• Both these countries do seem to have cultural attitudes that maintain and promote their racial superiority especially toward ethnic minority groups they assimilated.

  • Eugenics is not a viable option for our cultures, technologic level and governments.

  • There are laws (in Australia) to prevent homosexuals from having children. Methods include prohibiting the use of local surrogates, restrictions on adoption and fostering children and having children via natural means. One can argue that this is eugenics in action.

  • Western society (especially Australia) is an insular and isolated bubble

  • Religions and countries can control who can be part of their communities. This may not involve eugenics if the selection criterion doesn’t include genetic makeup/viability.

  • You have access to quite a lot of information about a potential genetic donor. This allows you to refine what genes your child could have rather than having sex with random strangers.

  • Do we say as a society that particular people aren’t good enough? It may be extremely problematic if this attitude is enforced legally.

  • The White Australia Policy could be argued as a eugenics program.

  • Was this culturally and politically motivated?
  • What were the criteria to determine entry into Australia?
  • Blind spots in human eyes, wisdom teeth, appendices, cognitive biases. There is no shortage of problems with “healthy” people. If we have the option to give future generations a better world and a better life, do we not have a responsibility to? If you could choose for your child to not have wisdom teeth or mental retardation, wouldn’t you choose to give them a better life?
  • If most people make this choice (which is highly probable), then we won’t need any top-down organisation, eugenics will just happen anyway due to the accumulation of individuals’ choices.
  • “I didn’t choose to be born”. In a eugenic society, would children be resentful of parents who chose to let them be handicapped?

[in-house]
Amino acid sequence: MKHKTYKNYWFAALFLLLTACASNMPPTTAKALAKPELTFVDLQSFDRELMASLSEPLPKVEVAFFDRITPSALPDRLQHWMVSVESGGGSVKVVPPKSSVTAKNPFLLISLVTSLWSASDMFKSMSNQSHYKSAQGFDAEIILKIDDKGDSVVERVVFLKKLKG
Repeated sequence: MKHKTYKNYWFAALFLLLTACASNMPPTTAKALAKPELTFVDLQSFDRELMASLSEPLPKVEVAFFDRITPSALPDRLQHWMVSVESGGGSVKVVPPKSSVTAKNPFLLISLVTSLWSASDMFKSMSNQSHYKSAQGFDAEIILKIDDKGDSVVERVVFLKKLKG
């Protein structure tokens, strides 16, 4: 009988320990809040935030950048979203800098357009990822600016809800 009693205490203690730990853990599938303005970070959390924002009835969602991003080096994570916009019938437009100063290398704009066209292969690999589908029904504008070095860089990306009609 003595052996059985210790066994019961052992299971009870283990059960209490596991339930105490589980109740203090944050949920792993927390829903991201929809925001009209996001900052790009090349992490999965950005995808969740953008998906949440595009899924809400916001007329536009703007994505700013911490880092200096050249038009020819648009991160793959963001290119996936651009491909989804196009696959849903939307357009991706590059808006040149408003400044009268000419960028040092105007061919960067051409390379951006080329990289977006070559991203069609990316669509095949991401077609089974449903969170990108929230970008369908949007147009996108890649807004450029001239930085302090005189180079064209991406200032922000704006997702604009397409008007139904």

• Apparently there is an association between myopia and intelligence. But what causes issues with vision? Can this determine if people with these problems are good at different things? Maybe intelligent people tend to read more and cause near-sightedness. However, if it is the case that myopia and intelligence are linked genetically, then what should we do as eugenicists?

  • Some of ethical considerations of eugenics and genetic engineering were brought up during the debate and are bound to be discussed further by group members or

–  Are we talking about ethical eugenics? One person argued that “eugenics” was a silly word to bother using due to its negative connotations and that if we were to proceed we should use a different term, or otherwise specify that what we are interested in is “ethical eugenics”.

–  Never underestimate the stupidity of the general population. Educating people may not help the ones that need leadership and guidance.

–  The morality of denying a choice may be depending on the effect of that choice. Denying choice can be seen as immoral.

  • Do governments tell people what to do all the time? Where is the line? We should be conservative with drawing the line and sticking to it

–  People refuse to vaccinate their children for very stupid reasons. Parents refuse their children blood transfusions for similarly silly reasons. Should the government prevent bad parents from harming their children? If so, how are these examples different from prohibiting people with heart conditions from reproducing? People seem okay with laws preventing harm in most ways, but when it affects genetics, most people seem to be against it. Why is that? Is there a stigma on genes?

  • Problems with unselective breeding may be resolved when we have the technology and experience to fix them.

  • If in the future we have directed our evolution in a bad direction, then we would have older genomes on file as they are being recorded today. And if we can avert disaster from eugenics by that method, then we could use the same method to avert disaster resulting from undirected genetic drift.

  • Or could we? What if the genetic drift is one of stupidity and tribalism? Then the emotional and violent majority might destroy scientific data and discourage the application of science to solve problems (as currently happens today). At which point we might be locked in with that tribalistic stupidity with no genetic science to save us.

–  We may not have these options if we limit breeding and have a limited gene pool to choose from.

  • The current time could be the most dangerous time for humanity.

  • The most dangerous weapon against humans could be an engineered virus capable of decimating humanity.

Interesting questions asked by the group

How do we define eugenics? What falls under eugenics?

-Is it still eugenics if everyone agrees with it? In the case of Japan, there is no coercion within the Japanese population because a sense of superiority is so ubiquitous in the culture. Without coercion, is it still eugenics?